PARIS/ZURICH (Reuters) - A 1.1 billion euro ($1.5 billion) guarantee payment demanded by French judges of Swiss bank UBS UBSN.VX reflects the size of the fine it could pay if found guilty of helping wealthy French customers avoid tax, the French prosecutor’s office said on Thursday.
In a major escalation of a 15-month inquiry, the Zurich-based bank was put under formal investigation on Wednesday on allegations it laundered the proceeds of tax evasion and was ordered to make what it called an “unprecedented and unwarranted” guarantee payment.
France’s Socialist government has taken a tough stance on tax evasion and has recovered just over 1 billion euros so far this year from taxpayers coming clean on their hidden assets, of which 80 percent are in Switzerland.
A $9 billion fine levied by U.S. officials against BNP Paribas (BNPP.PA) for sanctions violations earlier this month - a stinging rebuke for the grand dame of French banking - appears to have complicated UBS’s settlement talks, taking place at the same time.
French officials feared a backlash if they settled with UBS for a “paltry” sum of less than 100 million euros, which had been on the negotiating table until BNP’s fine emerged, a source familiar with the matter told Reuters.
However, French officials denied that version of events. A Finance Ministry source told Reuters the government had refused all approaches to negotiate an out-of-court settlement.
Authorities in France, one of the few countries to levy deposit guarantees from corporations in criminal cases, defended the surety for UBS, which is also in the crosshairs in Germany and Belgium for how it dealt with wealthy clients and tax.
“It was by assessing the fine that is potentially applicable that the level of the surety was fixed,” an official in the prosecutor’s office said, adding that if guilty, UBS would pay a fine equivalent to half the value of the transactions involved.
UBS has already paid a much smaller 2.875 million euro guarantee in the case. The official said UBS would now have to make up the difference to 1.1 billion euros by Sept. 30, and in one single transfer.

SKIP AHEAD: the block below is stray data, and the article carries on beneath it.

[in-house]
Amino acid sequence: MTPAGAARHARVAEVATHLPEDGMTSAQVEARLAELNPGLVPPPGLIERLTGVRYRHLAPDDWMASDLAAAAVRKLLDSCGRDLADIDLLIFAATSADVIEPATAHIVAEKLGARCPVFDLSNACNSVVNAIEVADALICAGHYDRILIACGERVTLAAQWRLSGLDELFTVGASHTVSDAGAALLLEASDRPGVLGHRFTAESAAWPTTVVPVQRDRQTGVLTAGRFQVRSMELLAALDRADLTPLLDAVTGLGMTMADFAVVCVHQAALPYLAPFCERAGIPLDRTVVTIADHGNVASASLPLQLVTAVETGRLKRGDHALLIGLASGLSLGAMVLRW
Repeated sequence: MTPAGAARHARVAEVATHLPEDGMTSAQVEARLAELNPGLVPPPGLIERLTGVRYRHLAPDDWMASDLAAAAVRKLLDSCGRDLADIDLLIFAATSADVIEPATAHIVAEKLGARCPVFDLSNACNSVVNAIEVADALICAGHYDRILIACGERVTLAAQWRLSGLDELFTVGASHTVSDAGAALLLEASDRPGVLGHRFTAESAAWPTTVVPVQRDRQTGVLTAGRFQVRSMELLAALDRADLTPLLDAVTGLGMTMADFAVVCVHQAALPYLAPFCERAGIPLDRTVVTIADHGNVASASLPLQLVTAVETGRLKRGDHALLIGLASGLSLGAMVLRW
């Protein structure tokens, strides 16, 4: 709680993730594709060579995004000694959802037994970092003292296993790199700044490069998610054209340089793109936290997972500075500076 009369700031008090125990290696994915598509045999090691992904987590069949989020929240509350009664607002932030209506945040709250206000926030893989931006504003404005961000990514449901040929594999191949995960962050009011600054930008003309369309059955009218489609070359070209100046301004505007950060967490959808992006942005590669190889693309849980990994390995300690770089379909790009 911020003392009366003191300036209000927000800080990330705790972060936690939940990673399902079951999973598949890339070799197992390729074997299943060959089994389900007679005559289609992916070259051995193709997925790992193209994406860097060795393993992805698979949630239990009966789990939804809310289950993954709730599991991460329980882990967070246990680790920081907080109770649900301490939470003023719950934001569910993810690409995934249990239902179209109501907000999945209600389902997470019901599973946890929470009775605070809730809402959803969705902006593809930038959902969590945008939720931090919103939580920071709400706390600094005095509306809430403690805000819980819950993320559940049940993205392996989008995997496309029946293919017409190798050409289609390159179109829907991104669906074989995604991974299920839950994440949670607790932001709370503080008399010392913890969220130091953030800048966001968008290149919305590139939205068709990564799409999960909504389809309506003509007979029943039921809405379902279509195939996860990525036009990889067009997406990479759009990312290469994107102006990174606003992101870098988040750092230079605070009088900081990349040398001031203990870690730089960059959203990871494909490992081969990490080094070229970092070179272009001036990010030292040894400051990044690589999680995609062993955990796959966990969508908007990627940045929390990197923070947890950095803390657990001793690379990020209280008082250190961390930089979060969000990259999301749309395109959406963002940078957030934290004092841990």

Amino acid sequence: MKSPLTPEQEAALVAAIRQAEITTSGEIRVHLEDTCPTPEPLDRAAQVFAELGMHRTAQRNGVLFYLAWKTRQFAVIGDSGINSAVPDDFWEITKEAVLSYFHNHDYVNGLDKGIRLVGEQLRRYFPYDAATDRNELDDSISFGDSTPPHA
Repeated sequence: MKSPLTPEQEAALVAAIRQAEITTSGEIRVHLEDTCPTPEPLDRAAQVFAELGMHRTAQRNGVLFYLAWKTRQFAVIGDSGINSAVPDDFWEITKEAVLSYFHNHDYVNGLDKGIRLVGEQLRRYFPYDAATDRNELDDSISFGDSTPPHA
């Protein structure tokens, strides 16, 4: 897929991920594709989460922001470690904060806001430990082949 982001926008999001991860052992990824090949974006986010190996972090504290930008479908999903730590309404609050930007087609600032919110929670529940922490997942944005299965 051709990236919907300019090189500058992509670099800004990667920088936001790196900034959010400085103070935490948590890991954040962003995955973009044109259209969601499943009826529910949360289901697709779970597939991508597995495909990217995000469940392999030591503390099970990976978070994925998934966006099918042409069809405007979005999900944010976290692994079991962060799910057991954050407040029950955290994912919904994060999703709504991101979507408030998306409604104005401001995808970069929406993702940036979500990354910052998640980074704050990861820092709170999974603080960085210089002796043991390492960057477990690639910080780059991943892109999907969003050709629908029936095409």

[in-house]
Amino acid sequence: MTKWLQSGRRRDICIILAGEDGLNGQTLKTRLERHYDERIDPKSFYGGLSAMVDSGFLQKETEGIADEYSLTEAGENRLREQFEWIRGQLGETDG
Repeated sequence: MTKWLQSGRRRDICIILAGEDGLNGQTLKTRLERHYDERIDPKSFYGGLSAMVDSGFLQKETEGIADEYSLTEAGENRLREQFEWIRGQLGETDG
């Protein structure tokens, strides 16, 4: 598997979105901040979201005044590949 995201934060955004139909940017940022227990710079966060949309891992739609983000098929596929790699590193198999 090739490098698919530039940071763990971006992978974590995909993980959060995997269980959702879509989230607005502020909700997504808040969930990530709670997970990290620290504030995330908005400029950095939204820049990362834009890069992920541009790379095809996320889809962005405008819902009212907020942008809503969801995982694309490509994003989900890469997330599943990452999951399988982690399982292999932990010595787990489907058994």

In a statement on Wednesday, UBS said it considered the legal basis and calculation for the sum to be “deeply flawed” and announced it would appeal.
The Swiss bank was fined $780 million for helping wealthy U.S. citizens avoid taxes in 2009.
French investigating judges suspect UBS regularly helped wealthy French clients avoid tax during the period from 2004 to 2012 and opened an inquiry into the activities of the bank and its French unit in April 2013.
The alleged sales practices in question involved seeking out wealthy customers in France who would be interested in opening bank accounts inaccessible to French tax authorities.
Three former and current executives with UBS’ French subsidiary were also individually placed under investigation, a spokesman at the subsidiary said on Wednesday.
“In the course of the last few years, we have done everything we can to bring this matter to a close. We have also taken significant and broad steps to ensure tax compliance of our clients and will continue to do so,” UBS said.
Switzerland effectively ended Swiss banking secrecy in May by agreeing to join other countries in sharing tax information once that is established as an international standard.
Cooperation efforts between Paris and Switzerland have been complicated by a long-running dispute over inheritance tax for wealthy French citizens in Switzerland.
Reporting by Chine Labbe and Yann Le Guernigou in Paris and Katharina Bart in Zurich; Writing by Mark John; Editing by Andrew Callus and Mark Potter